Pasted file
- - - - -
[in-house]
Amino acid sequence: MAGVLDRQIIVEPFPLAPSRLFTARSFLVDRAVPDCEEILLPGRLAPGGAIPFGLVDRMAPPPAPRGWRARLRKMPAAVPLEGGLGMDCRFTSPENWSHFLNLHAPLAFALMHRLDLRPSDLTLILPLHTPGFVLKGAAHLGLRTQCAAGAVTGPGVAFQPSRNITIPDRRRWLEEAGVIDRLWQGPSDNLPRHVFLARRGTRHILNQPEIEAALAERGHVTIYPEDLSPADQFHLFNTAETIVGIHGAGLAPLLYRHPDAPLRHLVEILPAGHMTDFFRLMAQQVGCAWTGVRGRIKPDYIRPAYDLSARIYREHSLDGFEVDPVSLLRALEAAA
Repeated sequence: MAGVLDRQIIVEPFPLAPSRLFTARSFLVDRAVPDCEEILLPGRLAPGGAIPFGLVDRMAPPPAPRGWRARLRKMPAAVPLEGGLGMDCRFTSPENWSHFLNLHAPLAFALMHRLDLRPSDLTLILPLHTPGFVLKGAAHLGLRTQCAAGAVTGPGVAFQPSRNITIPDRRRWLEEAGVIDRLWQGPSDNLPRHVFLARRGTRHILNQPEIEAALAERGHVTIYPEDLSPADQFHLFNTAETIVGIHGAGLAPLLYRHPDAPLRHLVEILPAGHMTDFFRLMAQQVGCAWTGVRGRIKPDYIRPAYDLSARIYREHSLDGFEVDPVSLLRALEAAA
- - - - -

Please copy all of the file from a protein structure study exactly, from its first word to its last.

[in-house]
Amino acid sequence: MAGVLDRQIIVEPFPLAPSRLFTARSFLVDRAVPDCEEILLPGRLAPGGAIPFGLVDRMAPPPAPRGWRARLRKMPAAVPLEGGLGMDCRFTSPENWSHFLNLHAPLAFALMHRLDLRPSDLTLILPLHTPGFVLKGAAHLGLRTQCAAGAVTGPGVAFQPSRNITIPDRRRWLEEAGVIDRLWQGPSDNLPRHVFLARRGTRHILNQPEIEAALAERGHVTIYPEDLSPADQFHLFNTAETIVGIHGAGLAPLLYRHPDAPLRHLVEILPAGHMTDFFRLMAQQVGCAWTGVRGRIKPDYIRPAYDLSARIYREHSLDGFEVDPVSLLRALEAAA
Repeated sequence: MAGVLDRQIIVEPFPLAPSRLFTARSFLVDRAVPDCEEILLPGRLAPGGAIPFGLVDRMAPPPAPRGWRARLRKMPAAVPLEGGLGMDCRFTSPENWSHFLNLHAPLAFALMHRLDLRPSDLTLILPLHTPGFVLKGAAHLGLRTQCAAGAVTGPGVAFQPSRNITIPDRRRWLEEAGVIDRLWQGPSDNLPRHVFLARRGTRHILNQPEIEAALAERGHVTIYPEDLSPADQFHLFNTAETIVGIHGAGLAPLLYRHPDAPLRHLVEILPAGHMTDFFRLMAQQVGCAWTGVRGRIKPDYIRPAYDLSARIYREHSLDGFEVDPVSLLRALEAAA